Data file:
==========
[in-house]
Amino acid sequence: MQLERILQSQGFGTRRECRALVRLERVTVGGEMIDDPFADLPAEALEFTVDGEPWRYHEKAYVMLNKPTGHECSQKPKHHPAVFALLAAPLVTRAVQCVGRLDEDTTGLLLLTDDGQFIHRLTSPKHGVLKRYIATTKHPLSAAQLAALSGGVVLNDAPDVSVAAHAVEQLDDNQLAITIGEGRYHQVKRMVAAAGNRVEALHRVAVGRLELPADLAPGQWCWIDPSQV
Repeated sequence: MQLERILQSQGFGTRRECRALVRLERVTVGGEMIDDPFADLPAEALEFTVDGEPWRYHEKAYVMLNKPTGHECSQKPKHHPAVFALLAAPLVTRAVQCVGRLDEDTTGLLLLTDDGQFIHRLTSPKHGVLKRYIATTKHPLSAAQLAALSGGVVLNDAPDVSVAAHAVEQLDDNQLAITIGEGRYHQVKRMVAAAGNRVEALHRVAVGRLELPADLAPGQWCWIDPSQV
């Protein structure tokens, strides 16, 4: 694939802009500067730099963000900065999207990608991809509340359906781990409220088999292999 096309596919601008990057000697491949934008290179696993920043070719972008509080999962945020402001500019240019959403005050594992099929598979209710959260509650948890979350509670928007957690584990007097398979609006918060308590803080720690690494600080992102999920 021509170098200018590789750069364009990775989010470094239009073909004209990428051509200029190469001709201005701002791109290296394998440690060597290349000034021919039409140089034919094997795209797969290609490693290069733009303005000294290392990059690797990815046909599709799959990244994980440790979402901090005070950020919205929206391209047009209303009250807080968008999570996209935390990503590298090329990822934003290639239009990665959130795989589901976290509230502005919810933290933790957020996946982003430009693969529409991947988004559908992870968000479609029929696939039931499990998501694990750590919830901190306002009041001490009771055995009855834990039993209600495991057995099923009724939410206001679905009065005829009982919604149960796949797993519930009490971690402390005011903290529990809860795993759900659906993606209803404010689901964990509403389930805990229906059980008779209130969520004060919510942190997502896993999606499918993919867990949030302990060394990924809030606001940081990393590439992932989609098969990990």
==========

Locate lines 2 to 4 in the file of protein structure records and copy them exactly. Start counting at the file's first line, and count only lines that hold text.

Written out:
Amino acid sequence: MQLERILQSQGFGTRRECRALVRLERVTVGGEMIDDPFADLPAEALEFTVDGEPWRYHEKAYVMLNKPTGHECSQKPKHHPAVFALLAAPLVTRAVQCVGRLDEDTTGLLLLTDDGQFIHRLTSPKHGVLKRYIATTKHPLSAAQLAALSGGVVLNDAPDVSVAAHAVEQLDDNQLAITIGEGRYHQVKRMVAAAGNRVEALHRVAVGRLELPADLAPGQWCWIDPSQV
Repeated sequence: MQLERILQSQGFGTRRECRALVRLERVTVGGEMIDDPFADLPAEALEFTVDGEPWRYHEKAYVMLNKPTGHECSQKPKHHPAVFALLAAPLVTRAVQCVGRLDEDTTGLLLLTDDGQFIHRLTSPKHGVLKRYIATTKHPLSAAQLAALSGGVVLNDAPDVSVAAHAVEQLDDNQLAITIGEGRYHQVKRMVAAAGNRVEALHRVAVGRLELPADLAPGQWCWIDPSQV
């Protein structure tokens, strides 16, 4: 694939802009500067730099963000900065999207990608991809509340359906781990409220088999292999 096309596919601008990057000697491949934008290179696993920043070719972008509080999962945020402001500019240019959403005050594992099929598979209710959260509650948890979350509670928007957690584990007097398979609006918060308590803080720690690494600080992102999920 021509170098200018590789750069364009990775989010470094239009073909004209990428051509200029190469001709201005701002791109290296394998440690060597290349000034021919039409140089034919094997795209797969290609490693290069733009303005000294290392990059690797990815046909599709799959990244994980440790979402901090005070950020919205929206391209047009209303009250807080968008999570996209935390990503590298090329990822934003290639239009990665959130795989589901976290509230502005919810933290933790957020996946982003430009693969529409991947988004559908992870968000479609029929696939039931499990998501694990750590919830901190306002009041001490009771055995009855834990039993209600495991057995099923009724939410206001679905009065005829009982919604149960796949797993519930009490971690402390005011903290529990809860795993759900659906993606209803404010689901964990509403389930805990229906059980008779209130969520004060919510942190997502896993999606499918993919867990949030302990060394990924809030606001940081990393590439992932989609098969990990």